Director: Robert Fuest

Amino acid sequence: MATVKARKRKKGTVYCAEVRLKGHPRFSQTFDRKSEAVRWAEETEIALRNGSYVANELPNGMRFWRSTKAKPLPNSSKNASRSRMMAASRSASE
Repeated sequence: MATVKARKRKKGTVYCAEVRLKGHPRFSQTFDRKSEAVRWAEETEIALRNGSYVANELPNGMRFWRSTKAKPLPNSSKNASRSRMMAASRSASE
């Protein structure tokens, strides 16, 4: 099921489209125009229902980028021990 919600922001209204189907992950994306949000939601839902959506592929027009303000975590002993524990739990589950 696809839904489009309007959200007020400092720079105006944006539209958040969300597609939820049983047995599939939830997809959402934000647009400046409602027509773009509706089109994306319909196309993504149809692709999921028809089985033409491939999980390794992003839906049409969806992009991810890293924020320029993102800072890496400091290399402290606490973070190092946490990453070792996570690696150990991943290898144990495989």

Peter Cushing’s birthday rather neatly coincides with those of his mates Chris Lee and Vincent Price, so this evening’s viewing was in honour of the latter. (Cushing’s in it too, but only for one short scene so I’m not making this part of the blogathon.) You may or may not recall my delight at the first Dr Phibes film when I saw it about 18 months ago; people seem to be less happy about this follow-up, which came out a bit over a year later, some being particularly incensed about it “rewriting” and “undermining” the premise of the original. And, to be sure, the film doesn’t get off to the best start, i.e. a fairly long expository recap of the first film to set up the second (in which Phibes, having completed his mission of revenge against those who he blames for killing his wife Victoria, now returns on a new quest to restore Victoria to life); it’s fairly inelegant in its own right, but particularly suffers by comparison with the startling opening of the original (mind you, so do the opening reels of most films; the original Phibes is awfully hard to beat there). Once it actually does get underway, though, I actually found the thing extremely enjoyable; although the period setting is somewhat less marked here than in the first film, there’s still some fine production design on show, and the killings this time round have a memorably absurd cast to them (I thought the large scorpion-filled statue of Nipper next to the gramophone was a particular thigh-slapper). On some levels the film is perhaps even more preposterous than the original, which seems to be part of the problem the above review has; but The Abominable Dr Phibes was no model of serious storytelling either, and that absurdity is, I think, a large part of the appeal of both films. If the first Phibes still wins, the second one’s not too far behind. Hugely enjoyable.